Former Governor Tommy Thompson wound up an arm-waving speech with a series of “God love yous” beneath a fluttering American flag amid whistles and cheers.
“Hey, I love ya,” the Senate candidate boomed repeatedly to the Oct. 2 gathering of homebuilders in Milwaukee. It was like old times for Wisconsin’s iconic Republican, a man accustomed to the warm electoral hug of lopsided victories.
The return embrace isn’t what it was. In Wisconsin, as in other states, political familiarity can be a hindrance: Polls show Thompson either trailing or deadlocked with U.S. Representative Tammy Baldwin, a soft-spoken seven-term Democrat from Madison who was kindergarten age in 1966 when Thompson, 70, started his political career.
This isn’t the scenario that Republicans expected after Governor Scott Walker fended off a Democratic-backed recall effort in June, and Romney selected home-state Representative Paul Ryan as his running mate. Party members said they had a chance of winning Wisconsin for the first time since 1984.
An hour after Thompson’s tub-thumping speech across town, Baldwin, 50, hosted a low-volume listening session with eight college students. Her milder approach had her leading the Republican 48 percent to 44 percent in a Marquette Law School poll of 894 likely voters, released Oct. 3. The survey conducted Sept. 27 through Sept. 30 also showed President Barack Obama holding a 53 percent to 42 percent margin over Republican Mitt Romney.
While Thompson, the state’s longest-serving governor and former secretary of Health and Human Services under President George W. Bush, declared himself the most electable candidate in November and won the party’s primary, his 3 percentage-point victory in August over three more conservative candidates suggested a volatile political climate.
“People are asking the question, ’Who’s fighting for us?’ versus ‘Who’s fighting for the big and powerful,’” Baldwin said in an Oct. 2 interview in Milwaukee. “Whose side are you on is a classic question in some elections, and I think it’s coming to bear very particularly in this.”
Baldwin, a Madison-born lawyer with strong approval ratings from groups such as the American Civil Liberties Union and Americans for Democratic Action, was the first openly gay nonincumbent to win election to the U.S. House, in 1998. Sexual orientation has rarely been discussed in the campaign --“Almost never, and I can tell you emphatically that people are looking ahead, getting by in this economy,” she said.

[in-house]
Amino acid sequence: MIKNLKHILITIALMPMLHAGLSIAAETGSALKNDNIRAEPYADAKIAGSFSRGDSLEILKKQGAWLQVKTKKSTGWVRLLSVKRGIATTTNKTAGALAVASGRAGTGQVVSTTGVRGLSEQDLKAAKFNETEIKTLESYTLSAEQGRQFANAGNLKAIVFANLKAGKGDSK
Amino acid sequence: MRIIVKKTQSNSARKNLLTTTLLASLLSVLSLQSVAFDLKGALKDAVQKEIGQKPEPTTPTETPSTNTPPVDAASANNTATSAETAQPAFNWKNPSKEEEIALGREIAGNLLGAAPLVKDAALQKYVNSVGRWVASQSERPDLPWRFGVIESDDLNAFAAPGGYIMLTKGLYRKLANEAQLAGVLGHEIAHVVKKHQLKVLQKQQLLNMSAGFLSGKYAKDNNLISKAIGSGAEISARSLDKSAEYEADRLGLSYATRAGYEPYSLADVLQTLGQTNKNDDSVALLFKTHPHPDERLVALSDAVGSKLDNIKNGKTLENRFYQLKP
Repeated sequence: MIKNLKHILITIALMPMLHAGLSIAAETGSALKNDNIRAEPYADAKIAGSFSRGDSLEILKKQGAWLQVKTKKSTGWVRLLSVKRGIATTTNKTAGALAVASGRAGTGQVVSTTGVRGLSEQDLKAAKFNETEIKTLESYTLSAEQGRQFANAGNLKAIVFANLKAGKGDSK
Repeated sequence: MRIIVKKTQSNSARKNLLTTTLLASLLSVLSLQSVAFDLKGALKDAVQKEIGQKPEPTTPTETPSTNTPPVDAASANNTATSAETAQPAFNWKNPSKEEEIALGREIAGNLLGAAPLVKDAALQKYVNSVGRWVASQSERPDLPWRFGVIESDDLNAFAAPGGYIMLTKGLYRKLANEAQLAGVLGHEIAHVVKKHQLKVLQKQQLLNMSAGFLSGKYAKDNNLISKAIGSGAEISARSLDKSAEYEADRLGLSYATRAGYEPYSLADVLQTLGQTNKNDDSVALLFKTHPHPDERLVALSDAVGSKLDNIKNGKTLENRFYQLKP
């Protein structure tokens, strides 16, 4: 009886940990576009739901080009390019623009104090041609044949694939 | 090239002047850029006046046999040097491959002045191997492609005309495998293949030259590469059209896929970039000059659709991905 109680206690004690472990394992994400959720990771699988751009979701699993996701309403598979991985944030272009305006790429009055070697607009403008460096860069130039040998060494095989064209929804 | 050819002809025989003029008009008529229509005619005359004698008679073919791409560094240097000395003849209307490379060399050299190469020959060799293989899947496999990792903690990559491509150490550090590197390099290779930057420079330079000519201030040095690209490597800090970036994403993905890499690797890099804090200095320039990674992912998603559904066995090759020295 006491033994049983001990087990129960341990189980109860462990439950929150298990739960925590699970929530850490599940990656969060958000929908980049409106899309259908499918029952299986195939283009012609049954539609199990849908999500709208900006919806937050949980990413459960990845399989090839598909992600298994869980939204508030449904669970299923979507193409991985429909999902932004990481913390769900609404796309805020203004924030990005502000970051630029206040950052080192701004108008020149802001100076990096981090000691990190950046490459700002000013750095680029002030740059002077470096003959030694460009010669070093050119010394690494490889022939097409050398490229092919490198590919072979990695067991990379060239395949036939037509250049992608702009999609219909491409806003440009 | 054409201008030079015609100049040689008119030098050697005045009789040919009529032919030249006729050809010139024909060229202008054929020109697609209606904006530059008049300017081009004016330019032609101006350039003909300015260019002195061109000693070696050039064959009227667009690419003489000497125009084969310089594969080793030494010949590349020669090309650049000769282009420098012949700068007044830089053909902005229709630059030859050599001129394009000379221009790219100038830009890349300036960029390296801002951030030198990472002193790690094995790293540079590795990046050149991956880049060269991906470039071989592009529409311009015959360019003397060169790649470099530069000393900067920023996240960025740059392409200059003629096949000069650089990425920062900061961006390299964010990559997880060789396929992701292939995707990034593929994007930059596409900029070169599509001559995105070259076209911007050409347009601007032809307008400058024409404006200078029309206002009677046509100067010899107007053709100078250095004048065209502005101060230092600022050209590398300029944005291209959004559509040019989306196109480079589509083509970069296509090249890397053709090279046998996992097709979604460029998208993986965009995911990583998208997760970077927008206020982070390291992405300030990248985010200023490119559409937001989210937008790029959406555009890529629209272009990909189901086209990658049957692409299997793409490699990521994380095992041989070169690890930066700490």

At a Sept. 28 debate in Milwaukee, Baldwin argued for letting the Bush tax cuts for the wealthy expire, while Thompson promised to retain them.
Wisconsin has been enveloped in turmoil most of the past two years. Economic disgruntlement propelled the 2010 election of Walker and the Tea Party-backed Senate candidate Ron Johnson, who ousted three-term Democrat Russ Feingold.
Walker provoked recall campaigns against state senate allies and himself when he obtained legislative approval of restrictions on collective bargaining. In his successful effort to thwart his own ouster in June, Walker portrayed public employees as privileged. In the U.S. Senate race, Thompson and Baldwin each claim to be the champion of the middle class.
Return to Populism
“He’s the best one,” said Mark Miller, 64, a retired printing-company worker who attended the Thompson appearance in Milwaukee. Miller, a self-described conservative, said he doesn’t like Baldwin. “In fact, I don’t like Democrats at all.”
Wendy Zetting, 49, who lost her job as a flight attendant after 21 years in 2009, spent the past three years studying to be a dietetic technician. Baldwin “is in touch with people’s wants and needs,” she said at a Milwaukee technical school.
Charles Franklin, a political scientist who runs the Milwaukee-based Marquette Poll, said Baldwin is trying to “to recapture the notion that the Democratic candidate is the populist candidate,” he said. “She’s trying hard to portray Thompson as the tool of the elite.”
In his 14 years as governor, Thompson overhauled the state’s welfare system and promoted school choice. Serving from 1987 to 2001, he won his last three elections by yawning margins, one by 36 percentage points.
Thompson’s departure from the Bush administration in 2005 led to his serving on the boards of health-care companies, including his chairmanship of TherapeuticsMD, a Florida pharmaceutical firm. He joined a Washington law firm, Akin Gump Strauss Hauer & Feld. The Baldwin campaign has labeled Thompson a lobbyist for companies his agency used to oversee, a charge that Thompson angrily denies.
“I’ve never been a lobbyist,” he said in an interview. “That’s absolutely a lie.”
Thompson is working to define Baldwin as a big-spender, calling her “out of the mainstream. She is too liberal, too radical for Wisconsin.”
With less than five weeks before Election Day, the race is about defining the opponent.
“I don’t feel like Tommy’s in touch with where people are right now,” Baldwin said.
And Thompson replied, “If anybody’s out of touch, she epitomizes out of touch.”
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